Here are some of the devastating effects of this disease.
The most affected families are often those that do not have a lot of options for their means of living. With the death of males in the family due to AIDS, women and children are forced to provide their households the basic needs. This is a problem in countries that have many male-dominated industries – when the heads of the families get sick, women are forced to leave homes and work in industries such as carpentry or farming. In a lot of countries affected by AIDS, women are still viewed to be in charge of housework.
Families are being pushed to poverty because of this sickness. Because both parents are often HIV-victims in Africa, children, especially girls, are being pulled out of schools to add to the household’s workforce. Because both parents are not available to work for the family, children have a hard time providing the basic needs of the household, such as nutrition for younger siblings, medical needs for parents, and housing. Because of AIDS, children in Africa and other affected countries are orphaned and left to be cared for by their states.
Households looking to survive from AIDS are often devastated by massive debts in order to afford health care. In certain cases, women of the households are forced to enter the sex trade industry, which makes them more prone to getting the disease. Alarming news about children being sold to white slavery to help provide income to their family also tells that this creates younger victims of the disease, apart from mother-to-child transfer.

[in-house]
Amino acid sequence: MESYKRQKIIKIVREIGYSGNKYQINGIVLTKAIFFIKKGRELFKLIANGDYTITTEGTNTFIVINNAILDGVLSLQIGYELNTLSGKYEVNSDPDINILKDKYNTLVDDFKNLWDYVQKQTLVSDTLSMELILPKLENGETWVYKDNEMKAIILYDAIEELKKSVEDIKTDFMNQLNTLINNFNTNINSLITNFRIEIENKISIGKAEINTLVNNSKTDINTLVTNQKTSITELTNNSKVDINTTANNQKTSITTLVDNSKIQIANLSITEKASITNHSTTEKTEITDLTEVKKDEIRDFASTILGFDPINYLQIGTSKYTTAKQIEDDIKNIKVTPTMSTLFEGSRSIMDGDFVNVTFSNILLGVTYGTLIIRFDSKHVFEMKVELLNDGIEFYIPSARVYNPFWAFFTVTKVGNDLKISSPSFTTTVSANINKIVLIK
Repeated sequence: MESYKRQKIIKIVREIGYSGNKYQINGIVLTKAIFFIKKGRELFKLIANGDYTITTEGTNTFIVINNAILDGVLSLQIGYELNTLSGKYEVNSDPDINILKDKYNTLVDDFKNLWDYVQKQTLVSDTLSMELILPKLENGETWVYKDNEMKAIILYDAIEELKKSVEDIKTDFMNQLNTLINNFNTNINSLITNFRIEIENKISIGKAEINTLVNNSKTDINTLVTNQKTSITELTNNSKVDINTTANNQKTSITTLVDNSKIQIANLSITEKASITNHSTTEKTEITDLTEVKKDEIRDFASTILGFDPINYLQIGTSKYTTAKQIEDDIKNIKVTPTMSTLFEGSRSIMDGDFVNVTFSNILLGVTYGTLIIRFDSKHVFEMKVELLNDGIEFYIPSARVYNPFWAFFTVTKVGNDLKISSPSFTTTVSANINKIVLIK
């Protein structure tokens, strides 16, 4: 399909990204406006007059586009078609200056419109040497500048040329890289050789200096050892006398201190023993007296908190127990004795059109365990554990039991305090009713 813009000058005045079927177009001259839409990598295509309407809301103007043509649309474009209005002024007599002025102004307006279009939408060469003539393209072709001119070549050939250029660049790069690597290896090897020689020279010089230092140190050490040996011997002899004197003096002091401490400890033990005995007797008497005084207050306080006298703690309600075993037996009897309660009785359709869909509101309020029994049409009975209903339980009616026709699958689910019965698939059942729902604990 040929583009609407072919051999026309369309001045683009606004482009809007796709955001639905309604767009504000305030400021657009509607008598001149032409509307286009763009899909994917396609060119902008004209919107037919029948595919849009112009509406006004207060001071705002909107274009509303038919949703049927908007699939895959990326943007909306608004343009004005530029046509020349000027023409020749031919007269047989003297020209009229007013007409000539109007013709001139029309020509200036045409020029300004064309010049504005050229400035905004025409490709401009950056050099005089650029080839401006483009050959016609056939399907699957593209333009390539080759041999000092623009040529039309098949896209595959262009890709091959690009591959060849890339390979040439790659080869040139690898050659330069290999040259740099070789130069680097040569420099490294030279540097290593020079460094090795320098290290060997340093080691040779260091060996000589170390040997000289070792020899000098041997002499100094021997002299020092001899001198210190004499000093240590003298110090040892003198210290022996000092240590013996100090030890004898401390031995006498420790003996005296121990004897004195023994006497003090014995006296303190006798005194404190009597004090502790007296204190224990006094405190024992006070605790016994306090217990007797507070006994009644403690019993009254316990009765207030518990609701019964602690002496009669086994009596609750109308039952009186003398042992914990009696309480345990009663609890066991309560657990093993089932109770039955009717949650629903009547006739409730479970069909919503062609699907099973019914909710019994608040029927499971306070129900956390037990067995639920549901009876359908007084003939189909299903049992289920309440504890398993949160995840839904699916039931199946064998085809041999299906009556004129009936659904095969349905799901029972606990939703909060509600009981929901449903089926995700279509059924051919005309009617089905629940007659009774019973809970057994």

Two-thirds of reported patients living with HIV cases are living in the sub-Saharan region of Africa. This region only accounts for 10% of the world’s population.
Adverse Economic Effects
The labor force is one of the sectors widely affected by the spread of AIDS, which is evident in sub-Saharan countries where the disease is prevalent. With the spread of disease, adults, especially husbands and wives, are not fit to work. This affects the major industries that depend on blue-collar labor, like industries responsible for the production of food, housing, precious diamond jewelry, and clothing. Productivity is highly impacted by rising number of absent employees, due to forced early retirement or death. With enterprises being not able to meet the demand, world market soon decrease the demand to get products from the most afflicted nations. At the same time, countries that suffer from growing number of AIDS victims suffer from a huge tourism decline, as other countries that can help with investment and capital view the risks that they could take part of, even if these countries can offer low-cost labor.
South African countries experience a huge loss of profits, which amounts to about 10%. 40% of companies in these countries report that their businesses suffer because of HIV/AIDS cases. At the same time, only 13% of companies have a company policy that will allow people with HIV/AIDS gain employment.